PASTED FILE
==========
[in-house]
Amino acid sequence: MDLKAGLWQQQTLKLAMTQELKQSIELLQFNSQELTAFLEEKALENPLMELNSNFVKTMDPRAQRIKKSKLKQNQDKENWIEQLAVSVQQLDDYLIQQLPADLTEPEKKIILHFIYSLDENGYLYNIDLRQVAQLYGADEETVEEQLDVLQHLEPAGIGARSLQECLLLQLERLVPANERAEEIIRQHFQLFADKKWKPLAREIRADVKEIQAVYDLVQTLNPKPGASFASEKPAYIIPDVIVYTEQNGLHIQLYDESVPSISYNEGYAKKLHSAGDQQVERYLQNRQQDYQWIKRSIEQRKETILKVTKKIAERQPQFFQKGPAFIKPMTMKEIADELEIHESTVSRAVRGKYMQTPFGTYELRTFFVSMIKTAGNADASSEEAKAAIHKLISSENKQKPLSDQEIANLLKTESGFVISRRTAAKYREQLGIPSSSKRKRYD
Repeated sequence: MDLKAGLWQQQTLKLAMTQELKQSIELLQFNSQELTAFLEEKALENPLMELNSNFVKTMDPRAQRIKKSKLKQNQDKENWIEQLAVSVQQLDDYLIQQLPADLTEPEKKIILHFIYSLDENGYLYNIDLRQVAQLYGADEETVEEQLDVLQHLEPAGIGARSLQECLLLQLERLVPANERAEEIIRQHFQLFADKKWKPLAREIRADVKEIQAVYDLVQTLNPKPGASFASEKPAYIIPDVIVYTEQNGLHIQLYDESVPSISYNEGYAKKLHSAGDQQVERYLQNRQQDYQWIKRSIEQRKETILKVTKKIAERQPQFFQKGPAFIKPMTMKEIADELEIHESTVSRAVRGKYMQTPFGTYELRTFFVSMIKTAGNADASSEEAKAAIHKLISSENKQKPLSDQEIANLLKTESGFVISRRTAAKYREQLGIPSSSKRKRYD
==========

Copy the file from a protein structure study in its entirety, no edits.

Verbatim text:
[in-house]
Amino acid sequence: MDLKAGLWQQQTLKLAMTQELKQSIELLQFNSQELTAFLEEKALENPLMELNSNFVKTMDPRAQRIKKSKLKQNQDKENWIEQLAVSVQQLDDYLIQQLPADLTEPEKKIILHFIYSLDENGYLYNIDLRQVAQLYGADEETVEEQLDVLQHLEPAGIGARSLQECLLLQLERLVPANERAEEIIRQHFQLFADKKWKPLAREIRADVKEIQAVYDLVQTLNPKPGASFASEKPAYIIPDVIVYTEQNGLHIQLYDESVPSISYNEGYAKKLHSAGDQQVERYLQNRQQDYQWIKRSIEQRKETILKVTKKIAERQPQFFQKGPAFIKPMTMKEIADELEIHESTVSRAVRGKYMQTPFGTYELRTFFVSMIKTAGNADASSEEAKAAIHKLISSENKQKPLSDQEIANLLKTESGFVISRRTAAKYREQLGIPSSSKRKRYD
Repeated sequence: MDLKAGLWQQQTLKLAMTQELKQSIELLQFNSQELTAFLEEKALENPLMELNSNFVKTMDPRAQRIKKSKLKQNQDKENWIEQLAVSVQQLDDYLIQQLPADLTEPEKKIILHFIYSLDENGYLYNIDLRQVAQLYGADEETVEEQLDVLQHLEPAGIGARSLQECLLLQLERLVPANERAEEIIRQHFQLFADKKWKPLAREIRADVKEIQAVYDLVQTLNPKPGASFASEKPAYIIPDVIVYTEQNGLHIQLYDESVPSISYNEGYAKKLHSAGDQQVERYLQNRQQDYQWIKRSIEQRKETILKVTKKIAERQPQFFQKGPAFIKPMTMKEIADELEIHESTVSRAVRGKYMQTPFGTYELRTFFVSMIKTAGNADASSEEAKAAIHKLISSENKQKPLSDQEIANLLKTESGFVISRRTAAKYREQLGIPSSSKRKRYD